To celebrate NHB’s involvement in this year’s vibrant Edinburgh Festival Fringe programme, we’ve asked a handful of our writers who have either performed, written, directed or produced work for the Festival Fringe to tell us what it means to them. First up is Hywel John, whose latest work Rose, a heartfelt study of heritage, grief and family, opens at the Pleasance Courtyard on 3rd August.
It’s been six years since I was last in Edinburgh for the Fringe. The Festival in 2005 has turned into a bit of a personal and professional benchmark: I’d recently left drama school and the theatre company I co-ran, MahWaff, took two shows up, Guardians by Peter Morris (which won a Fringe First) and Angry Young Man by Ben Woolf, both of which played to packed houses at the Pleasance. Before that heady summer, I’d performed or visited the Fringe every year since 2001, and my memories are the usual intoxicating Edinburgh brew of rain, battered haggis, all-night drinking, performing through sweaty hangovers, and wild uncontrollable euphoria at getting a three-star review or for having more than twenty people in the audience.
My first year in 2001 was a peculiar introduction to the Fringe. I was acting in a Bristol University production of Terry Pratchett’s Wyrd Sisters at C Venues. We had stoically prepared for our month-long run by regularly reminding ourselves that the average Fringe audience was about ten people, so if we did better than that we’d be doing okay. Our vigorously ambitious director had chosen a 250-seater theatre, so our stoicism seemed particularly necessary. Come first preview though, we were collectively a little unsettled when we were faced with a healthy crowd of twenty-five. None of whom we knew personally. Perhaps our four hours of flyering in the rain dressed in our homemade Discworld costumes had done the trick? The warm lager of the C Venues bar tasted sweet that evening. But then come show number two, we had a house of around forty. Show three, seventy people. By the end of the week, we were pretty much sold out to cheering crowds. Without a single review. It was extremely odd, but as we were all mostly drunk ninety per cent of the time, we didn’t give much time to consider why this might be. Our collective greatness, no doubt. Next stop the West End, obviously. It was only after someone mentioned that this was the first time that a Pratchett play had graced an Edinburgh stage and that Terry Pratchett was at the time the UK’s bestselling author, that the winning formula really became clear to us. I think the director had selected Wyrd Sisters because she thought it would be a bit of a laugh. And she was right, it was. But as for three weeks of sell-out crowds, it was an accident, and a glorious one. We all ended the run a few hundred quid better off. We felt like we had conquered the world.
Each year thereafter was wildly different from the last, but in some respects I look back at those initial years as unsteady, mostly drunken, but consistently determined steps towards working professionally. The Fringe is like an unholy theatrical Petri dish where anything can flourish, but for me by the end of August 2005 I felt like a proper actor for the first time, whatever that means.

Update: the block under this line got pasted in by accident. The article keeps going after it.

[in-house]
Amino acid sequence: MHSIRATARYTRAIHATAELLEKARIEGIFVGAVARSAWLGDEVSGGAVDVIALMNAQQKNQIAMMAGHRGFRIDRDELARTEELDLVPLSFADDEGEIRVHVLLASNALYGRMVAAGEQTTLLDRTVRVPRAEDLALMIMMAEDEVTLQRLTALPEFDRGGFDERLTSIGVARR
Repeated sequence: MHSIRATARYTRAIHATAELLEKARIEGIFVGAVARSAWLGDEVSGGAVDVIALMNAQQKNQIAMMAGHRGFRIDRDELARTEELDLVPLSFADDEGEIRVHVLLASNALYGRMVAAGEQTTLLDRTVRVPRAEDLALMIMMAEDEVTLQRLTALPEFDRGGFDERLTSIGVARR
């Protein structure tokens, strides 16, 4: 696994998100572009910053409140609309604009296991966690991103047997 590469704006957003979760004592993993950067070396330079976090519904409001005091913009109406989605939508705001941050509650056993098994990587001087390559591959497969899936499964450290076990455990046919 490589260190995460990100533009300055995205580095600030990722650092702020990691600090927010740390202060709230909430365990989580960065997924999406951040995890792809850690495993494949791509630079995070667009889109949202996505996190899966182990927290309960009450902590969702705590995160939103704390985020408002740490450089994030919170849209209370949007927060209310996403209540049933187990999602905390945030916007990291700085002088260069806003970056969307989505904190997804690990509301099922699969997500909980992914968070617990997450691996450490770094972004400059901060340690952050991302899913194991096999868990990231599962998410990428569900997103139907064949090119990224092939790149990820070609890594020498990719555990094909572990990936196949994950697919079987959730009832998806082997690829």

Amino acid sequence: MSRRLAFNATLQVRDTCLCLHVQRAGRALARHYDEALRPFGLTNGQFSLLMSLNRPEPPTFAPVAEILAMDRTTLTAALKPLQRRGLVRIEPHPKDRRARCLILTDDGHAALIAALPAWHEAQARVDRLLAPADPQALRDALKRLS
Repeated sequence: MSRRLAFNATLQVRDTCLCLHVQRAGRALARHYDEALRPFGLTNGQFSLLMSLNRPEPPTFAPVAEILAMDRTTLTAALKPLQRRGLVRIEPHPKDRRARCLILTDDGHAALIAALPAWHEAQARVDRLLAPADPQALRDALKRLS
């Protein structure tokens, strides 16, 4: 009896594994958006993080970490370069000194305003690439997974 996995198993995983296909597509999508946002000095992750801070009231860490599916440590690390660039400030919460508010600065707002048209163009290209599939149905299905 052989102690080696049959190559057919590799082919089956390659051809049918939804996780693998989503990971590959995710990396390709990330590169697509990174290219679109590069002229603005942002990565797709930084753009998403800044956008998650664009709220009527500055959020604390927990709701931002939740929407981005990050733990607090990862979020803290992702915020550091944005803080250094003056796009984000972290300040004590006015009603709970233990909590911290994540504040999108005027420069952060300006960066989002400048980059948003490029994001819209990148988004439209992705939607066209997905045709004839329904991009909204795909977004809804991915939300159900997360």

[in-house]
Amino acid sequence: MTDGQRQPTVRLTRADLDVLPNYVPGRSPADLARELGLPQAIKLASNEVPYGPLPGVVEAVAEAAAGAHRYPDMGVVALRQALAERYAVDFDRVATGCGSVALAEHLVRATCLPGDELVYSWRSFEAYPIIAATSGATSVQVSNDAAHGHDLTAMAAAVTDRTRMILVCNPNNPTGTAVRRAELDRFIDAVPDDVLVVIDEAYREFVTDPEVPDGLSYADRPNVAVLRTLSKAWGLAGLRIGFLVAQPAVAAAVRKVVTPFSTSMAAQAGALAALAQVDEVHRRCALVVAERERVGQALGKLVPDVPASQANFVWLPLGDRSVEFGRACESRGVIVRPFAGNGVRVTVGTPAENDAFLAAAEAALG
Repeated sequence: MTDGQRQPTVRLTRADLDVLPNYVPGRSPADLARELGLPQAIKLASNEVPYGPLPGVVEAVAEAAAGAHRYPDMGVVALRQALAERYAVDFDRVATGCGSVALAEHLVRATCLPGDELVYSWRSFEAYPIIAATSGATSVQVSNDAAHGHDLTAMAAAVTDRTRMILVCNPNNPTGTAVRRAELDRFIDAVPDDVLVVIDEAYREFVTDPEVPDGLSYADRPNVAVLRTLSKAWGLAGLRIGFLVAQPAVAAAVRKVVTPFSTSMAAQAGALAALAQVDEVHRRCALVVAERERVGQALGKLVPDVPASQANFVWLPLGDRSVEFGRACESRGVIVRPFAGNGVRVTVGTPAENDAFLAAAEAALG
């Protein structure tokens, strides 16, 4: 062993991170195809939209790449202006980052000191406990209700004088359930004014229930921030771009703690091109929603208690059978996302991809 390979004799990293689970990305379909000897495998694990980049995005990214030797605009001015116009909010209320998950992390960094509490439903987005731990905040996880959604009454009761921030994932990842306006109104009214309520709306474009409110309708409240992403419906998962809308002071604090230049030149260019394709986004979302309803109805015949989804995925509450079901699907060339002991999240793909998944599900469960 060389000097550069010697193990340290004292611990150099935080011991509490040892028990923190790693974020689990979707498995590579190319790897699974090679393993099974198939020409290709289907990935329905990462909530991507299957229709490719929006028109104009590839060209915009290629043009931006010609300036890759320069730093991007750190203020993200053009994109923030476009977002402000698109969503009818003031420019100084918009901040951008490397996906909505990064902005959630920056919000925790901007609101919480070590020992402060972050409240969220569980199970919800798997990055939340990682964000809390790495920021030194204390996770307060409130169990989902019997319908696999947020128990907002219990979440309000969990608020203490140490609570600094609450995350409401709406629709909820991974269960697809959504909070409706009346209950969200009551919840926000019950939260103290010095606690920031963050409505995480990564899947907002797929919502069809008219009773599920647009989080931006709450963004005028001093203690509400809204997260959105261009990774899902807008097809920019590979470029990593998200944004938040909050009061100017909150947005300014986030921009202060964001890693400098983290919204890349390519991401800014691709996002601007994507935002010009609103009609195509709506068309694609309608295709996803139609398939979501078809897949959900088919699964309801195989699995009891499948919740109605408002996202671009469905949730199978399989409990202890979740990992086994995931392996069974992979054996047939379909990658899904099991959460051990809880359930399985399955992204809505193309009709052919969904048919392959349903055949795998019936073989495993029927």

The irony is that despite attempts to get myself cast in an Edinburgh-bound show several times since, I haven’t been back for six years, and now I’m returning as a playwright. I don’t really know what to expect, but I predict some fairly heavy doses of nostalgia. Certain aspects feels oddly aligned: the producers of my new play, Rose, Alex Waldmann and Jess Malik, are both friends and colleagues from 2005; and again we’ll be at the Pleasance, this time in the new Pleasance Forth venue. A homecoming of sorts then.
It’s impossible to predict how a play will go down at the Fringe, but we’re all hopeful we’ve got something good on our hands. I’m certainly lucky enough to have two amazing actors in Art Malik and Keira Malik, and an excellent production team led by the wonderful director Abbey Wright. Unbelievably, none of them have worked or performed in Edinburgh before, so I’ve been busy prepping them for the bear pit of the Festival, to lessen the shock. Taking a show to Edinburgh always feels like a big deal, a bigger deal I think than a more traditional run of a show in a ‘proper’ theatre, and I know we all feel like that in our team.
But I think if you treat the Fringe like you have nothing to lose, it will repay you handsomely. Although it’s true that the payback could possibly be penury, a two-week hangover, and in the case of 2003 for me, a hefty bout of non-specific urethritis.
Hywel John’s latest play, Rose, will premiere at the Pleasance Courtyard, 3–29 August, part of this year’s Edinburgh Festival Fringe, click here to book tickets or call 0131 556 6550. NHB proudly publish the playscript alongside this production, as well as the author’s debut play Pieces. To order your copy with free UK P&P click here and add ‘Blog Offer’ in the comments field at checkout (to ensure your discount is applied when the order is processed).